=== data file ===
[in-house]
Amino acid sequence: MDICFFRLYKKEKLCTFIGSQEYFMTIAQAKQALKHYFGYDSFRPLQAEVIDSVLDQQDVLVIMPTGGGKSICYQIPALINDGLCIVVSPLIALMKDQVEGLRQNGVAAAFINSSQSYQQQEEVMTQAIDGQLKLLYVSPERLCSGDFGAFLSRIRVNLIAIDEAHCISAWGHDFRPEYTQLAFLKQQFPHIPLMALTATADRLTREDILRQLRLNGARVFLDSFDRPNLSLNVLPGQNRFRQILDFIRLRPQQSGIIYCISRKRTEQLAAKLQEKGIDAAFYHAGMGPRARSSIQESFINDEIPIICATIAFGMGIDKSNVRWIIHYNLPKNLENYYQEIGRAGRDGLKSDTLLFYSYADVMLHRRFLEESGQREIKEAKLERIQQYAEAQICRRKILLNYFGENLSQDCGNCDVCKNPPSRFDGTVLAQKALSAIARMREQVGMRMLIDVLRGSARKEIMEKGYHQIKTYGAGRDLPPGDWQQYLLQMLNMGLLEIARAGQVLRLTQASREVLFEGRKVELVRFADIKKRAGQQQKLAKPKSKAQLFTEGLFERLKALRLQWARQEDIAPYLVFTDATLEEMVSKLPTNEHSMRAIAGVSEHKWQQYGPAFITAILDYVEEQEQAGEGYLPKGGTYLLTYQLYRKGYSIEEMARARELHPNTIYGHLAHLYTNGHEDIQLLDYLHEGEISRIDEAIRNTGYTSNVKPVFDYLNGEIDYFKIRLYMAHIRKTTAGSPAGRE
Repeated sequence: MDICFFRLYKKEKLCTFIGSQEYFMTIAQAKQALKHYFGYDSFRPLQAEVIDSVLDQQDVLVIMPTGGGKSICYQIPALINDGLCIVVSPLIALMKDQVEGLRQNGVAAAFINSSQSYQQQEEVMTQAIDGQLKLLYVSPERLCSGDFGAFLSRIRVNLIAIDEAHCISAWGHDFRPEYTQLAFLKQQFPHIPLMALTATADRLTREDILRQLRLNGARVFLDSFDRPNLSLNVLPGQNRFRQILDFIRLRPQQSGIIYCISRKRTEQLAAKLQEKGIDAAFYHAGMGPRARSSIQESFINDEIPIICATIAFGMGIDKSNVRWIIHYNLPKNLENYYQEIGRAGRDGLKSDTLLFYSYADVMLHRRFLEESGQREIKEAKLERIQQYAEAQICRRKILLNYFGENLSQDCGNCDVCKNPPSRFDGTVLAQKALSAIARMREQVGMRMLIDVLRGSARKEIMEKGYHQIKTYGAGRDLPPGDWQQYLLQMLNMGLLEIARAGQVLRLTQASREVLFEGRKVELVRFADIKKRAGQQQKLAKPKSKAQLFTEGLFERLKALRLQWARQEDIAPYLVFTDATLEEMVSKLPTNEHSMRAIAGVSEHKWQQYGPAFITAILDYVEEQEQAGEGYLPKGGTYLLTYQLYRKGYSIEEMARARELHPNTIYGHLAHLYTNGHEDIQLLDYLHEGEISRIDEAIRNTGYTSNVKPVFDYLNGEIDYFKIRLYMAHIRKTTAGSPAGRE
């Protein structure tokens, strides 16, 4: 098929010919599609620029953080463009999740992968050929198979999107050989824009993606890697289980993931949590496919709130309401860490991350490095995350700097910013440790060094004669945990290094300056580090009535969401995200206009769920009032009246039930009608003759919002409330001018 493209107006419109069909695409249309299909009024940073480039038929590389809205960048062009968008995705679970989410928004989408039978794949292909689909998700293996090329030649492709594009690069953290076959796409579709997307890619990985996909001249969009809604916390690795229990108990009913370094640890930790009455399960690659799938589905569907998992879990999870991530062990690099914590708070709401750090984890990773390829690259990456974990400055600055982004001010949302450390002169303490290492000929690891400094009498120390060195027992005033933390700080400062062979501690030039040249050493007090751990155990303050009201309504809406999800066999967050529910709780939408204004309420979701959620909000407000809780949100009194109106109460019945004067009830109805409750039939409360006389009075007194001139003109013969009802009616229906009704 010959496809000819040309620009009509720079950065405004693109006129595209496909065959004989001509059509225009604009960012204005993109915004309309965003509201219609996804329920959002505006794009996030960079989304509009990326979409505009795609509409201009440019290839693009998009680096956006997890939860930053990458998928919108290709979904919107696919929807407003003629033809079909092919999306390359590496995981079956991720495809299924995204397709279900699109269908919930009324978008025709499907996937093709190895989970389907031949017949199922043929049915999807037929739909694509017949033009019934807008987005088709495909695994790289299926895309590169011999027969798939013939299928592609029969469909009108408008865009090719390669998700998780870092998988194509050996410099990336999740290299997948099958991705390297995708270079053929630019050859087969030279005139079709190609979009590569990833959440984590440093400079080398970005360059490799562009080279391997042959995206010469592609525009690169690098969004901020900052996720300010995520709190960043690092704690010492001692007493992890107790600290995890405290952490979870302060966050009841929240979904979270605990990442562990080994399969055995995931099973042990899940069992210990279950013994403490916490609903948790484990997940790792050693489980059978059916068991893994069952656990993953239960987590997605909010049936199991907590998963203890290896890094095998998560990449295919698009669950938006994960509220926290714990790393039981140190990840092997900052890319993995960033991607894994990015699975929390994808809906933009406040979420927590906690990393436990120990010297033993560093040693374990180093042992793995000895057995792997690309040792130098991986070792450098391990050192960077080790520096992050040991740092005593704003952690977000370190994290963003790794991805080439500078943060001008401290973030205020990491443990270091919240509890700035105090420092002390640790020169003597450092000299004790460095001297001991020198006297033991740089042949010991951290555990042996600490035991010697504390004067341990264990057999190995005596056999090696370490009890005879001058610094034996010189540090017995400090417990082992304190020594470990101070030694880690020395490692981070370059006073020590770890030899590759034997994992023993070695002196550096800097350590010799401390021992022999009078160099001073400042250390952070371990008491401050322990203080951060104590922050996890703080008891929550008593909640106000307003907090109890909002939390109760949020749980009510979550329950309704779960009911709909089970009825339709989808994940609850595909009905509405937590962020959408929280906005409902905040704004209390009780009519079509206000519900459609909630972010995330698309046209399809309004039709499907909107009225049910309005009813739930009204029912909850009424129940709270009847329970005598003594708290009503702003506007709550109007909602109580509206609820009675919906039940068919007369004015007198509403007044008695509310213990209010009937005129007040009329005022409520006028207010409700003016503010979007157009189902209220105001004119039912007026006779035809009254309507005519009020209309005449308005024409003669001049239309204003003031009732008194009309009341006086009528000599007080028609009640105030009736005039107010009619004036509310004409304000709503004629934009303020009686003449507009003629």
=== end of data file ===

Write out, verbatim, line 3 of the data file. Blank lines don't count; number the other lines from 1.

Repeated sequence: MDICFFRLYKKEKLCTFIGSQEYFMTIAQAKQALKHYFGYDSFRPLQAEVIDSVLDQQDVLVIMPTGGGKSICYQIPALINDGLCIVVSPLIALMKDQVEGLRQNGVAAAFINSSQSYQQQEEVMTQAIDGQLKLLYVSPERLCSGDFGAFLSRIRVNLIAIDEAHCISAWGHDFRPEYTQLAFLKQQFPHIPLMALTATADRLTREDILRQLRLNGARVFLDSFDRPNLSLNVLPGQNRFRQILDFIRLRPQQSGIIYCISRKRTEQLAAKLQEKGIDAAFYHAGMGPRARSSIQESFINDEIPIICATIAFGMGIDKSNVRWIIHYNLPKNLENYYQEIGRAGRDGLKSDTLLFYSYADVMLHRRFLEESGQREIKEAKLERIQQYAEAQICRRKILLNYFGENLSQDCGNCDVCKNPPSRFDGTVLAQKALSAIARMREQVGMRMLIDVLRGSARKEIMEKGYHQIKTYGAGRDLPPGDWQQYLLQMLNMGLLEIARAGQVLRLTQASREVLFEGRKVELVRFADIKKRAGQQQKLAKPKSKAQLFTEGLFERLKALRLQWARQEDIAPYLVFTDATLEEMVSKLPTNEHSMRAIAGVSEHKWQQYGPAFITAILDYVEEQEQAGEGYLPKGGTYLLTYQLYRKGYSIEEMARARELHPNTIYGHLAHLYTNGHEDIQLLDYLHEGEISRIDEAIRNTGYTSNVKPVFDYLNGEIDYFKIRLYMAHIRKTTAGSPAGRE